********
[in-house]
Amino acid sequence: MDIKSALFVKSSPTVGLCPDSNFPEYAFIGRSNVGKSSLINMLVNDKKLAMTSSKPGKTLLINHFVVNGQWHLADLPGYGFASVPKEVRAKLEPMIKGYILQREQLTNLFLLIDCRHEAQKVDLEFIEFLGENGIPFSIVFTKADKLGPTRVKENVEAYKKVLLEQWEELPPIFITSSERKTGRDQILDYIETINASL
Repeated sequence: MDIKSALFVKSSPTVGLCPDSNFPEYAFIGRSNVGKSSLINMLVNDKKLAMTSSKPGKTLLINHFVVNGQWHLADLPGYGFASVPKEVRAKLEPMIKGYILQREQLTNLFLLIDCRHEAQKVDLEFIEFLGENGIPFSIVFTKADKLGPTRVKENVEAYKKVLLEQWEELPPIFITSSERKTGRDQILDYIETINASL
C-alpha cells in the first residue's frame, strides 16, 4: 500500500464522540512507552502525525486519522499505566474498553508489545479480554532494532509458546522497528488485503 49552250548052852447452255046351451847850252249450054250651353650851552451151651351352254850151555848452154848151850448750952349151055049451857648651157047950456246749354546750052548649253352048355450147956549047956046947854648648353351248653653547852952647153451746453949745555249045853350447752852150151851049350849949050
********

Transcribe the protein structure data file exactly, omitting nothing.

[in-house]
Amino acid sequence: MDIKSALFVKSSPTVGLCPDSNFPEYAFIGRSNVGKSSLINMLVNDKKLAMTSSKPGKTLLINHFVVNGQWHLADLPGYGFASVPKEVRAKLEPMIKGYILQREQLTNLFLLIDCRHEAQKVDLEFIEFLGENGIPFSIVFTKADKLGPTRVKENVEAYKKVLLEQWEELPPIFITSSERKTGRDQILDYIETINASL
Repeated sequence: MDIKSALFVKSSPTVGLCPDSNFPEYAFIGRSNVGKSSLINMLVNDKKLAMTSSKPGKTLLINHFVVNGQWHLADLPGYGFASVPKEVRAKLEPMIKGYILQREQLTNLFLLIDCRHEAQKVDLEFIEFLGENGIPFSIVFTKADKLGPTRVKENVEAYKKVLLEQWEELPPIFITSSERKTGRDQILDYIETINASL
C-alpha cells in the first residue's frame, strides 16, 4: 500500500464522540512507552502525525486519522499505566474498553508489545479480554532494532509458546522497528488485503 49552250548052852447452255046351451847850252249450054250651353650851552451151651351352254850151555848452154848151850448750952349151055049451857648651157047950456246749354546750052548649253352048355450147956549047956046947854648648353351248653653547852952647153451746453949745555249045853350447752852150151851049350849949050